Saturday, August 11, 2012

Kyoto -> Nagasaki, 2008

December 4, 2008 - Thursday - Kyoto-Nagasaki

Today was mostly spent on the 3 trains I used to get from Kyoto all the way to the far western end of Japan – Nagasaki. I am now only 500 miles by sea from Shanghai, China!

A bit thin on the pictures today – but to my surprise I do have hotel internet connection for another couple days…

Most of today’s photos are taken from the museum exhibit I went to late in the afternoon in Nagasaki, but first two few snapshots.

The picture on the left is the interior of the last train carriage today - on the Kyushu Line. Notice the wood floor and the slippers. The picture on the right is a shot of the entrance to Nagasaki’s Chinatown. I took this walking home from the museum in a thunderstorm. It is a lot warmer here. There are palms and some tropical plants still in flower outside.

The Dejima:

The museum I went to was a reconstruction of the Dejima – the only colony of foreigners in Japan for several hundred years (~ 1640-1847). The foreigners lived on an tiny artificial island created for them in Nagasaki harbor. Dejima was the one allowed trade point between Japan and the West for several hundred years – at first it was Portuguese but their missionaries got out of hand and it was handed over to the Dutch as a monopoly.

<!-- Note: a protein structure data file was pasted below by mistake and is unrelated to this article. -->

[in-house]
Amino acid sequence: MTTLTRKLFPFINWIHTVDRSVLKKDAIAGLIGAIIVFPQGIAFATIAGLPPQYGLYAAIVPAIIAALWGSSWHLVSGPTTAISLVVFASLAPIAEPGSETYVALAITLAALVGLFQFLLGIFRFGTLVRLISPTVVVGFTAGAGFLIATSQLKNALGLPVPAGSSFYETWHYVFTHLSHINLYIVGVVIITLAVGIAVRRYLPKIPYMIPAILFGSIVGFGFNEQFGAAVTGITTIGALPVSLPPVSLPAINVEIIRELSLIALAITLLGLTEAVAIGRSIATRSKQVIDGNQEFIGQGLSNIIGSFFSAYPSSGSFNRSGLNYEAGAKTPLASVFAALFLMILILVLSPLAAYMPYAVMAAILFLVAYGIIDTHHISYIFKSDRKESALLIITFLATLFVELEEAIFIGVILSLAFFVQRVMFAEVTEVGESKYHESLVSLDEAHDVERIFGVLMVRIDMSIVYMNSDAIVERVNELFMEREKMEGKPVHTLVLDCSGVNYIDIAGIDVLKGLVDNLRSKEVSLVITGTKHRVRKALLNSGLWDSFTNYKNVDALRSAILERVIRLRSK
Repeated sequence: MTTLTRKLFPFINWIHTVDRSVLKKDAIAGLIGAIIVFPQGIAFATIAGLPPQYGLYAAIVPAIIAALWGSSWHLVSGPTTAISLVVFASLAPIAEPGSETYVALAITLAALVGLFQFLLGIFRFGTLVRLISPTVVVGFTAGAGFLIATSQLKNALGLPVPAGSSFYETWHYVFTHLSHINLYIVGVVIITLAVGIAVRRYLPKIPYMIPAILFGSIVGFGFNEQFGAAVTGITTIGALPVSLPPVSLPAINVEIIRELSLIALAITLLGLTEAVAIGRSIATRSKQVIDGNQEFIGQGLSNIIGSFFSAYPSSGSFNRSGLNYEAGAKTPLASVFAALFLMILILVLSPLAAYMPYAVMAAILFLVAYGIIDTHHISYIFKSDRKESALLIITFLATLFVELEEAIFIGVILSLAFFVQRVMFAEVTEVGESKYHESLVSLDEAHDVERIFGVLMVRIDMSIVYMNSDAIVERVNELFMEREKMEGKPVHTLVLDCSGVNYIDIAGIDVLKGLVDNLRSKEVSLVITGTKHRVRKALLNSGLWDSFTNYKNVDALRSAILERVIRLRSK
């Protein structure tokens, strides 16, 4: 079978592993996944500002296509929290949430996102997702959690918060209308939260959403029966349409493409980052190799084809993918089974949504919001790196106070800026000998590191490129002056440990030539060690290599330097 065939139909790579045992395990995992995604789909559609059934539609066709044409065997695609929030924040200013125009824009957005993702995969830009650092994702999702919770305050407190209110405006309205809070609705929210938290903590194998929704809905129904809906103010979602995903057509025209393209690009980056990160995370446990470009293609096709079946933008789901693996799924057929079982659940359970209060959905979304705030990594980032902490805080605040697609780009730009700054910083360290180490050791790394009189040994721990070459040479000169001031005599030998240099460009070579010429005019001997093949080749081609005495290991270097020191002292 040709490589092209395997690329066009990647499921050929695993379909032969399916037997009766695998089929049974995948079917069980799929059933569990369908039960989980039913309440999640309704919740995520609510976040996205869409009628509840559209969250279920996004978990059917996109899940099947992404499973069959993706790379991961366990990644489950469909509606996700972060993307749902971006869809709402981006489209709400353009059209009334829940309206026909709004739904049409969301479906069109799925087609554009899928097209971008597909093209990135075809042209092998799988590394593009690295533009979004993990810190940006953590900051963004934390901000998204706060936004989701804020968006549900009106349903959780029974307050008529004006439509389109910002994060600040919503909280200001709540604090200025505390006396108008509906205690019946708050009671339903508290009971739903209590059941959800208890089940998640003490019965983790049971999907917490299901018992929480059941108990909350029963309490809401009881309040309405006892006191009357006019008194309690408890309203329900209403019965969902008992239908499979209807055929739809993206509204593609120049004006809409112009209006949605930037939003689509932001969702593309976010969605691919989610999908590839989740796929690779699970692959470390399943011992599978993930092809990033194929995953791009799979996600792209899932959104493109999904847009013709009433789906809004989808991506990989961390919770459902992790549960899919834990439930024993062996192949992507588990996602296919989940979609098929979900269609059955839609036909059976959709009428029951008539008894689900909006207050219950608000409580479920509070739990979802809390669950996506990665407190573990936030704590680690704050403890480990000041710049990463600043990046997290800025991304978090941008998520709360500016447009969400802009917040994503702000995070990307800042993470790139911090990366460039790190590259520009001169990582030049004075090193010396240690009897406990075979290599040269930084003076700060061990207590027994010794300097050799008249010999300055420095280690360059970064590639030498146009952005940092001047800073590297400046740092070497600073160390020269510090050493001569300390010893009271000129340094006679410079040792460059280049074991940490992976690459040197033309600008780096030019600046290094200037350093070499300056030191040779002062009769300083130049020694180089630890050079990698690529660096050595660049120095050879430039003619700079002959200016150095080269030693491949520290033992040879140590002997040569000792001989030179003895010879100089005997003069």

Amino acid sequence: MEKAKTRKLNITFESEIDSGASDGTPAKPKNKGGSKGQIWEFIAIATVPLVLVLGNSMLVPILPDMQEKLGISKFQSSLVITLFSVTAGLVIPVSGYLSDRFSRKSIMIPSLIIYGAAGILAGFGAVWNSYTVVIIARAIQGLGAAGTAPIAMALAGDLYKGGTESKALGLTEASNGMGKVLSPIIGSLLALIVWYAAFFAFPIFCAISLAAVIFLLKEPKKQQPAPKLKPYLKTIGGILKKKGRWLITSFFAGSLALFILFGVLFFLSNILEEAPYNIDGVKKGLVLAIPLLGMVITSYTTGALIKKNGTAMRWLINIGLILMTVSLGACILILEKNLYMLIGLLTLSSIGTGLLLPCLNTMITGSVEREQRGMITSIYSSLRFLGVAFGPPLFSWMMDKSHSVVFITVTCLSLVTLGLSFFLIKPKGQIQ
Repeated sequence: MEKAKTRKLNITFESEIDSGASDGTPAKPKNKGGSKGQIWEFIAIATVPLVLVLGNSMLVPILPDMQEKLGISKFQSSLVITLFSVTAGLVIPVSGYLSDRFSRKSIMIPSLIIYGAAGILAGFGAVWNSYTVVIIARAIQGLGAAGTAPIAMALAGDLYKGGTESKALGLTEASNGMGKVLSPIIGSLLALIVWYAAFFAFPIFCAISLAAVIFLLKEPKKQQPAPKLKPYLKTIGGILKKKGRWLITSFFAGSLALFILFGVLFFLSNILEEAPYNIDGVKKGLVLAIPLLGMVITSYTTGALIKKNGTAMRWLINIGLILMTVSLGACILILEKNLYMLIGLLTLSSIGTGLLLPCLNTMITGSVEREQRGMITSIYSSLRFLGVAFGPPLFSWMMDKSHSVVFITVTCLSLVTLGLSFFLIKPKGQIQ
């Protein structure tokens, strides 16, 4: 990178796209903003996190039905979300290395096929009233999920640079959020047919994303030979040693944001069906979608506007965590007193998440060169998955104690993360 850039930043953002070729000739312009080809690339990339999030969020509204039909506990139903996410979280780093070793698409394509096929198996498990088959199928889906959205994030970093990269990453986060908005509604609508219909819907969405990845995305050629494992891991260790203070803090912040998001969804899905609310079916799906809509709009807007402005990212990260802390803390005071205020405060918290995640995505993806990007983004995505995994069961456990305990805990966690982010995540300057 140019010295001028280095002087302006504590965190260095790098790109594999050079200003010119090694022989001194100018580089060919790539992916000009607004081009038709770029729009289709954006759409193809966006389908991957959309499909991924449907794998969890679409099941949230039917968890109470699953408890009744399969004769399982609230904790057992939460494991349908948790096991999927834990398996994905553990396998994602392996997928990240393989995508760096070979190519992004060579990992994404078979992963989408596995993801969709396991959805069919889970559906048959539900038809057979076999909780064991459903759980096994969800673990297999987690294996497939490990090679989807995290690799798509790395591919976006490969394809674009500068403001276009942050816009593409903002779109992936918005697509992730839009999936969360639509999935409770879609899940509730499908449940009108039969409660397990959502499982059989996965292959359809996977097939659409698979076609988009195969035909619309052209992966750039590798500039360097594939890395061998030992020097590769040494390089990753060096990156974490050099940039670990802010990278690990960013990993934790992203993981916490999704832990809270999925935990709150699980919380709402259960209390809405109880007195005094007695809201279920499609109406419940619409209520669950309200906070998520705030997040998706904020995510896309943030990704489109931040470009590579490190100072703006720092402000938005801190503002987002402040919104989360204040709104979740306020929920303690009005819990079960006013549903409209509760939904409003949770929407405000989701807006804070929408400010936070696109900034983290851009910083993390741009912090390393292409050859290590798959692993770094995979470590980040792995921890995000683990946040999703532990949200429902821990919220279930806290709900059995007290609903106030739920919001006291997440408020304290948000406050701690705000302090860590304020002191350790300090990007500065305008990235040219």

The city has since land-filled its way over the site. The first map shows Dejima as a red crescent on a current satellite picture of downtown Nagasaki. Then there a period illustrations of the island and the layout of Nagasaki as a whole – with Dejima again a red crescent at the bottom.

The whole site has been excavated recently and reconstructed to look as it did in the early 1800’s. Nice mixture of Japanese and European culture. Here is a Japanese style bedroom but with period Dutch furniture. The Dejima colony dining room – at least for the elite, and an example of the pottery made locally whose production the Dutch encouraged and then shipped back to Europe. The foreigners here were not allowed into Japan, except for the governor who made an annual trip to see the Shogun in Edo (Tokyo) It took 90 days to make the round-trip along much the same root I have taken on the railroad.

(for more history - see also )

Tomorrow the A-bomb museum !

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